# Marja Ahti

(photo by Kitti Nurmi)

JrF: when & why did you become interested in located sound?

MA: The first time I got a glimpse of working with located sound was in 2012, when a local gallery invited me to make a piece composed out of sounds recorded in the gallery space. In return, they bought me a digital recorder and a pair of binaural microphones. I spent a lot of time in the space during opening hours, after hours and at events to gather material and explore the acoustics of the rooms. It was interesting and ear-opening, but at that time it was a detour in my practice. A few years later, in 2015, me and my husband, Niko-Matti, were spending two months at a countryside residency in Finland. We were both at a turning point in our work and also starting to work together. Up until that point, my music making had relied to some extent on sampling and I was having severe doubts about the sustainability of working like that. Listening and recording the surroundings became an important way out of this dead end for me, and a way to integrate life and music.

JrF: how do you use sound (inc. field recordings) in your own artistic output?

MA: I assemble sounds derived from various sources, mostly field recordings in the broad sense of the term, synthesisers and occasionally musical instruments. The sounds that I work with often come to me quite spontaneously, either going about with my ears open, aimlessly patching or experimenting in the studio until some sound catches my attention or surprises me. When a sound is captured on tape or file, it is a new entity bearing traces not only of the situation recorded, but of the recording act, the positioning, the technology and whatever else affected the outcome. Assembling recorded sounds into a composition, I try to relax my mind and let the sounds lead me to whatever interventions they seem to invite. These interventions range from almost nothing to heavy processing and the contrast between these is interesting. Sometimes it’s just about which two sounds you put next to each other and the effect that produces. Other times it could be the classic palette of concrète treatments. Musically, I gravitate towards spontaneous rhythm and intuitive tuning, more so than for example metric rhythm or systematic tuning, which makes field recordings interesting to work with.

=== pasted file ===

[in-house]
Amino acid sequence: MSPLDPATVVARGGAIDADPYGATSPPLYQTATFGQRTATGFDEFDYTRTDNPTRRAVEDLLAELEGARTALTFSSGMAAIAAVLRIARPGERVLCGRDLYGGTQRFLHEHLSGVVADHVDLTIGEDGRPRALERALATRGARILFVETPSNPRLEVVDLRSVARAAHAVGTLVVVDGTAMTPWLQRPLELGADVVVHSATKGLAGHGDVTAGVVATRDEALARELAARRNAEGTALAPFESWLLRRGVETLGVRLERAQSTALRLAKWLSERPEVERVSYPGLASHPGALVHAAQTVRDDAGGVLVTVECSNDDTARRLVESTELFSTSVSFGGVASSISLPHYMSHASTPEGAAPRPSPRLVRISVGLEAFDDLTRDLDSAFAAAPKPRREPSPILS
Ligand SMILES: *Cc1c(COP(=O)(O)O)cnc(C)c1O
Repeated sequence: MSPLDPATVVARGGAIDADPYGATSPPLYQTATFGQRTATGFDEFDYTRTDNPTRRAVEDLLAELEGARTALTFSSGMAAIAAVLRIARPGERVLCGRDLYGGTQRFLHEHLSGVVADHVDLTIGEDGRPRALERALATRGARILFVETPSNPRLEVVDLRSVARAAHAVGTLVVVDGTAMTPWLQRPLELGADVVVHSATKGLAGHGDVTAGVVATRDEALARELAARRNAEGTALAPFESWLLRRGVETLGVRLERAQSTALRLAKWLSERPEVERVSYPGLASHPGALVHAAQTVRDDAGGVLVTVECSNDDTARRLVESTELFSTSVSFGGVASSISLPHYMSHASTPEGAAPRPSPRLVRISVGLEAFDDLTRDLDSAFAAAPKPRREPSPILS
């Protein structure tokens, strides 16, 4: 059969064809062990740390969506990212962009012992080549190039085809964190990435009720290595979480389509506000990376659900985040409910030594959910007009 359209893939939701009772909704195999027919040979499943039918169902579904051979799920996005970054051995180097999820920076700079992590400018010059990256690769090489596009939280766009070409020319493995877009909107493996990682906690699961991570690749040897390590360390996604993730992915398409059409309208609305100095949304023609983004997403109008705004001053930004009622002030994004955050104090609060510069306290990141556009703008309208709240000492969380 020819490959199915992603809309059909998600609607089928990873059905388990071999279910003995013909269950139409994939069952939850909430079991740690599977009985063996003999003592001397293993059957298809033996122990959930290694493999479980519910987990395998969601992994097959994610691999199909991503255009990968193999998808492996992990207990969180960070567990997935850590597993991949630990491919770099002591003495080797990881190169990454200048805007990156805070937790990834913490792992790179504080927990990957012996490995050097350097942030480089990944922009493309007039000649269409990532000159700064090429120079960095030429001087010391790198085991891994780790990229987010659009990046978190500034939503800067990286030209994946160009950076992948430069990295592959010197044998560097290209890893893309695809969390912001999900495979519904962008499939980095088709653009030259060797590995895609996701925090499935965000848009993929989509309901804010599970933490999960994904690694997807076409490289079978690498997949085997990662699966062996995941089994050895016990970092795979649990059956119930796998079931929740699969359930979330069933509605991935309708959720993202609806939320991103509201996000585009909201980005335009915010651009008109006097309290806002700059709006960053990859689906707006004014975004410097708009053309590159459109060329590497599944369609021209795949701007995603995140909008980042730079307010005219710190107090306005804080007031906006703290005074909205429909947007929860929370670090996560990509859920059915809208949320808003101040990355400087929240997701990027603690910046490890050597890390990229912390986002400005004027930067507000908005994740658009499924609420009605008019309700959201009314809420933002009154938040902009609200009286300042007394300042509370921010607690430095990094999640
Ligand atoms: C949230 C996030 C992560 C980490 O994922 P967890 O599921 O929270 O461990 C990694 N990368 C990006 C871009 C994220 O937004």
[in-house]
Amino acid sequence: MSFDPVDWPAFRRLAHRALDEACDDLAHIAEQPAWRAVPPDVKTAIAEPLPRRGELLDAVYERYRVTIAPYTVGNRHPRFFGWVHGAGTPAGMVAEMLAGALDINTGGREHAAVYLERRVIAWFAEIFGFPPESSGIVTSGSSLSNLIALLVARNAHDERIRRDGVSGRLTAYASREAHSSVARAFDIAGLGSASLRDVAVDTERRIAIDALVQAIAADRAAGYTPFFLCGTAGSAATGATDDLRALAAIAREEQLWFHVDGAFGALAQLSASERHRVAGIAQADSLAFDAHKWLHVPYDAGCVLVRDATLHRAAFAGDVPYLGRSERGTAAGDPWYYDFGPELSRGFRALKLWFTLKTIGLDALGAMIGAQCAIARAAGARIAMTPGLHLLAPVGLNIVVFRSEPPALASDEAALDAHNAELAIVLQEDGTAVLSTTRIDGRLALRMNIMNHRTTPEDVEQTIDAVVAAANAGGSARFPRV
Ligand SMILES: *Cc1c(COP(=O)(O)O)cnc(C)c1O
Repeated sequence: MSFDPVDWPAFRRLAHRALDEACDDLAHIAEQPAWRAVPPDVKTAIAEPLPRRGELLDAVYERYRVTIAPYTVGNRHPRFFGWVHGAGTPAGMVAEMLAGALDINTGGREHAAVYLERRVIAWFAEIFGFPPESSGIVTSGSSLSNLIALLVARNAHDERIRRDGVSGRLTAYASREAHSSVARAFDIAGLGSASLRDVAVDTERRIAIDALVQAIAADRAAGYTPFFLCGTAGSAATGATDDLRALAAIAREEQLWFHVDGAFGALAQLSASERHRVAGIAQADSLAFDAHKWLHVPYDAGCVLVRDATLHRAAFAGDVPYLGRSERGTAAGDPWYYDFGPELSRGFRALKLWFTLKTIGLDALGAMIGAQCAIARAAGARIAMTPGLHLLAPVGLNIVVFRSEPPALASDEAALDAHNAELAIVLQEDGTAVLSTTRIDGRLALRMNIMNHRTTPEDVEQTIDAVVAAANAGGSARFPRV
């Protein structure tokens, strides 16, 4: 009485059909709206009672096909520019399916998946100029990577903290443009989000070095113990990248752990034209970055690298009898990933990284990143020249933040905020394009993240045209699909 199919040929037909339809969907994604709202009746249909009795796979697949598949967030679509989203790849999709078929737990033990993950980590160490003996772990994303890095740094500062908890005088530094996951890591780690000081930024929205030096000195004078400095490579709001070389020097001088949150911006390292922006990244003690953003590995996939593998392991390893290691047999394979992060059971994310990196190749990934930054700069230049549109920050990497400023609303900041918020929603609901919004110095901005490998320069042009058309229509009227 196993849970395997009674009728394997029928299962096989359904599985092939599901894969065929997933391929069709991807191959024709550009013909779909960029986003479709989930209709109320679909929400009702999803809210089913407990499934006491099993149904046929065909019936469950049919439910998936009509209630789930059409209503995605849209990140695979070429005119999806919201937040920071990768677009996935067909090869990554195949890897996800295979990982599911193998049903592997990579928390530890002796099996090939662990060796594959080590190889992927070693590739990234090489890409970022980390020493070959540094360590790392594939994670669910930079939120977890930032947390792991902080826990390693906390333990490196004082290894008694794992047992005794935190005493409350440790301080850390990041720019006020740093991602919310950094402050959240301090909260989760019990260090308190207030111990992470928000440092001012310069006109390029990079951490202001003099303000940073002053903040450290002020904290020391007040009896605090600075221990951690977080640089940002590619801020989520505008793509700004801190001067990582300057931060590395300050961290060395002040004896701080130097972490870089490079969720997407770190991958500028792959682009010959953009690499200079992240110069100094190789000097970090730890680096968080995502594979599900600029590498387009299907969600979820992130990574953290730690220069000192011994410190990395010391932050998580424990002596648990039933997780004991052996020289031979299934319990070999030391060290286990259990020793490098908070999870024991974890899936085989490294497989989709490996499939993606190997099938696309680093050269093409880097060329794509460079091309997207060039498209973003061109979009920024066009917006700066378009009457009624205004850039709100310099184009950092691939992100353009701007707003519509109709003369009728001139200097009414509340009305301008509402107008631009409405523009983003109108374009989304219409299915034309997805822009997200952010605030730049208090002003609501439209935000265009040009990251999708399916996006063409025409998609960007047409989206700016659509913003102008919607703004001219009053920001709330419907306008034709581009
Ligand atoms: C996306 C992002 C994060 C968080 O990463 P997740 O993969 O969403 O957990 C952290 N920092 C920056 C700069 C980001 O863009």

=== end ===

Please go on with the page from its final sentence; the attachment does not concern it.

JrF: do you regard ‘natural’ sound as a musical element (bearing in mind that such words are human inventions with shifting weight and meaning) or as sound? are these definitions important? (nb. the term ‘natural’ is used in this instance to describe any sound from any object, other species or human that is observed rather than generated with apparent compositional intent)

MA: In physics, sound is ultimately vibrations. It’s a widely accepted idea in our field, that all audible sound can be accepted as or organised into music and I agree fully with that. And of course you could just as well think of music as ‘plain’ sound. Someone picking up a violin and playing it – it seems so deliberate and artful but in a sense, they are just one of many events producing vibrations. It somehow… just happens. A musician is also just a heap of particles moving around and doing things. I feel the same about electronic sound. It’s wild energy unfolding like magic. You think you’re producing the sound, but actually it’s not so much about you, you’re just channeling it. Someone built the instrument to channel it, but they, too, are distributors. This is just one of the reasons why the concept of ‘natural’ sound doesn’t seem meaningful. This perspective takes some of the edge out of the seriousness of agency and intentionality. The composer or the person holding the microphone is neither more nor less important than the sounds involved in the process. Listening is the central thing in between. Making music is something like facilitating the magic. There’s no need to use a lot of force or erase yourself from the process, you can just join the dance. It’s play, but it’s political all the same.

I think definitions are at the same time both important and not – how we name things shape us, but on another level categories are also ultimately empty. Presented with two approaches that seem to make up opposites, I’m often haunted by the feeling that if you look at them very closely, they will turn out to be almost the same. As much as I admire people who take and idea or an aesthetic to its full expression, pristine field recordings or fully acousmatic treatments – just to give an example – are neither what I’m drawn towards in what I’m doing. What I’m interested in is the categorical in-between – the liminality of the listening experience. We are standing on the threshold between the world of sounds simply unfolding before our ears and all the meaning and interpretation we attach to it.

JrF: how has the creative exploration of located sound altered the way you listen to your everyday surroundings or in a wider sense, to the issue of the environment in crisis, and how has it affected the way you listen to other music and sound (if at all) ?

MA: Listening is something that gets more enjoyable the more you surrender to it. Exploring located sound has also made me a more attentive music listener. I think fine-tuning the ear makes you alert to other senses as well and that, if you let it, this could lead you to reflect on your perception and its limitations. Listening can be an exercise in empathy, but of course you don’t need to be a field recordist or an artist to practice this.


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